Marquee photos rotating above show an iceberg in east Greenland and the town of Tasiilaq(Meredith Nettles), an ice core drill tower in central Greenland and a volleyball game on an ice sheet (Richard Alley), Patagonian drylands near the Andes Mountains (Scott Stine), the fertile Midwest (Medill), Ailaik Glacier calving (A. Nitzke) and scientist Jay Quade standing on the shoreline of an ancient lake that once covered this desert in Bolivia.


Our latest news site links you and leading climate change scientists


The earth's oceans, glaciers, deserts and caves show how the climate has changed very quickly and very dramatically in the past and how the human thirst for fossil fuels could be driving us to another such tipping point. For scientists researching abrupt climate change, unlocking the past provides the tools to predict how climate is likely to act in the future.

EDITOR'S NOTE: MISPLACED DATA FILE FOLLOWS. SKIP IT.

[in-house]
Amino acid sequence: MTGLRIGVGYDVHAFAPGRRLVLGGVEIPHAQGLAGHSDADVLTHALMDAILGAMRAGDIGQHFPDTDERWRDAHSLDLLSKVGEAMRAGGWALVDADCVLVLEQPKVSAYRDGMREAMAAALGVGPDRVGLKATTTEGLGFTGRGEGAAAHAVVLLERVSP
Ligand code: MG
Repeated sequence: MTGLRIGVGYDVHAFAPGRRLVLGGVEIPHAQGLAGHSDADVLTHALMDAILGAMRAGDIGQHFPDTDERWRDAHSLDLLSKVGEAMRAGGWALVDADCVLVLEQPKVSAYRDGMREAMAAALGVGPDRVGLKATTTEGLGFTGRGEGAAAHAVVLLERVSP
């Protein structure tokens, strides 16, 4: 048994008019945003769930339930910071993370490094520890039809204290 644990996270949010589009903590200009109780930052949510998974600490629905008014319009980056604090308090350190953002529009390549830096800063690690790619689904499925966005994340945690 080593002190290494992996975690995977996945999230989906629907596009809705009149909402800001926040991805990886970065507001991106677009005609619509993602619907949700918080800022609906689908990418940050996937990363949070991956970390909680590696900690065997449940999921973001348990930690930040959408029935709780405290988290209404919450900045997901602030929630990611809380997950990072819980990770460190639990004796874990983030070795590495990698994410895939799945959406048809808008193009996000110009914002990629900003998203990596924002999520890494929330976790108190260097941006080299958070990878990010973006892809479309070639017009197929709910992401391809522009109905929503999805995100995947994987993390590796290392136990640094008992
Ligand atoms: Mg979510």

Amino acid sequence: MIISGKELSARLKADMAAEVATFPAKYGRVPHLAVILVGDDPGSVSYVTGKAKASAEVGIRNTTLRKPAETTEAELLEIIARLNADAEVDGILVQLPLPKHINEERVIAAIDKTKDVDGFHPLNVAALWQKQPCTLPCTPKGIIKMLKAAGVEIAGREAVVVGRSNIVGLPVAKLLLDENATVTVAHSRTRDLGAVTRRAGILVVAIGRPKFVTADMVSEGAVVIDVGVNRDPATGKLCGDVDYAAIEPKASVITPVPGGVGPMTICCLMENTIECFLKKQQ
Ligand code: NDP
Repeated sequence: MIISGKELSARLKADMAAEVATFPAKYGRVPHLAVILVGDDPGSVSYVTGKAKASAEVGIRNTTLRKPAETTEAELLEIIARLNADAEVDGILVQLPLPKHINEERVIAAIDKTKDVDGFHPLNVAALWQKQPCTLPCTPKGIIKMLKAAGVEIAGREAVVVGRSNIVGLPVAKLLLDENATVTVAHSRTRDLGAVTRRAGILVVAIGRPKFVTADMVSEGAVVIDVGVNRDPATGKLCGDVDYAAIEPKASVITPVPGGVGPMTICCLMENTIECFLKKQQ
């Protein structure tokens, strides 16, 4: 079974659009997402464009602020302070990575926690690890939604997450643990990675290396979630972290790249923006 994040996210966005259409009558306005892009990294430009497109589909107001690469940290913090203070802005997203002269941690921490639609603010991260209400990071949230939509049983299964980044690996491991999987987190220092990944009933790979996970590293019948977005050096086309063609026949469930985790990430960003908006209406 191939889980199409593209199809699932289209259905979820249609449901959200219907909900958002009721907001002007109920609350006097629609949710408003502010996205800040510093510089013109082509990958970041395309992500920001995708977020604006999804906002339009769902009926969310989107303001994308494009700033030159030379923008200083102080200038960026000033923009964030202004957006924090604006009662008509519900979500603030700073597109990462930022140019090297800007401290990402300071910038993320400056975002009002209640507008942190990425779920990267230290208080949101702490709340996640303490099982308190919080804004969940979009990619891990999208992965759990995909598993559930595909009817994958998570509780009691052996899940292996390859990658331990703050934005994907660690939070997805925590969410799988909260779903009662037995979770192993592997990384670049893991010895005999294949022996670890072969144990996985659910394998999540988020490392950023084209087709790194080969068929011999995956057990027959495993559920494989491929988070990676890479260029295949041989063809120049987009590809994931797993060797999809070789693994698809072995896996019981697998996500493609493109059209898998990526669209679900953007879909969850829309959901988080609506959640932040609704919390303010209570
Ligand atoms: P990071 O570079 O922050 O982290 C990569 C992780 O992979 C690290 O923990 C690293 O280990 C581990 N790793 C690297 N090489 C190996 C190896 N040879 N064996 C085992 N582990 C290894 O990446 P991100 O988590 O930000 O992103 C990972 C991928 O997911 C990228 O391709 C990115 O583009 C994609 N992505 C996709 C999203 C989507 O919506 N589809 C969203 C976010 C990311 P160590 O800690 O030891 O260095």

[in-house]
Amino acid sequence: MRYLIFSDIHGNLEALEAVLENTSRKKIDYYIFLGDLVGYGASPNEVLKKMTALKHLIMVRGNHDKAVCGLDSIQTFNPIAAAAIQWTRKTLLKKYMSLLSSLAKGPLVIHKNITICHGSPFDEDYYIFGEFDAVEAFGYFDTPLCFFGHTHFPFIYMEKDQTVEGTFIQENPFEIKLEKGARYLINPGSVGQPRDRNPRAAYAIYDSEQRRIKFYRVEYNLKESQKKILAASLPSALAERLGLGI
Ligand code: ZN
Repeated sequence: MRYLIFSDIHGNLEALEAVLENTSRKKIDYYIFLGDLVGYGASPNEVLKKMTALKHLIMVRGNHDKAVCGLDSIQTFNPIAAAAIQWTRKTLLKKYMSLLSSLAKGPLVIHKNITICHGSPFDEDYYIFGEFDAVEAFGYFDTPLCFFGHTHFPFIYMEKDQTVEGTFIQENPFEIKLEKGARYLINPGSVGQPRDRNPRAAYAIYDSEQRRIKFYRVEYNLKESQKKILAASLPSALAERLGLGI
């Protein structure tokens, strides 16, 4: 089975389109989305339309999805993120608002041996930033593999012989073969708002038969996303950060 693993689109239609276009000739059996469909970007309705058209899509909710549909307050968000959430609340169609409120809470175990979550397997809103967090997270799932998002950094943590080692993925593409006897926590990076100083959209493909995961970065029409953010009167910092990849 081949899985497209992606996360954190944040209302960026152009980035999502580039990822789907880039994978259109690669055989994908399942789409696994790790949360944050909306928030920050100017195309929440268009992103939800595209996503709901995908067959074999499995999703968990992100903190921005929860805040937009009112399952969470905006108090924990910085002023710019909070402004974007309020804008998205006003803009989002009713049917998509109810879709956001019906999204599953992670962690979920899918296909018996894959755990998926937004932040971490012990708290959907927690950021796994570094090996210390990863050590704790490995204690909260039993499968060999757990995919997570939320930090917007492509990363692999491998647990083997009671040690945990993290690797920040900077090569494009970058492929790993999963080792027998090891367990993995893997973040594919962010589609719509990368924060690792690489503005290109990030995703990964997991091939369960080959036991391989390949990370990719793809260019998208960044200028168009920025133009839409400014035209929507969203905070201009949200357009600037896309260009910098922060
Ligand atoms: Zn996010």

Abrupt climate change can occur in a matter of decades or years rather than millennia, bringing the threat of severe weather and drought. This site is devoted to the on-going research of leading climate scientists and their latest findings on abrupt climate change. The stories reported here focus on the impact of the research, key questions and potential solutions as communities, countries and the United Nations confront global warming.

Check in with us for on-going coverage of the latest research, perspectives and options.


Science and environmental reporters of the Medill News Service cover climate change on an on-going basis to provide stories on research and critical concerns for people confronting the risks of global warming. Our stories provide perspective on personal, national and international options as President Barack Obama’s new administration plans to dramatically reduce greenhouse gases linked to global warming. See our News21 site for additional stories at:


Science and environmental reporting is part of Medill’s graduate journalism program.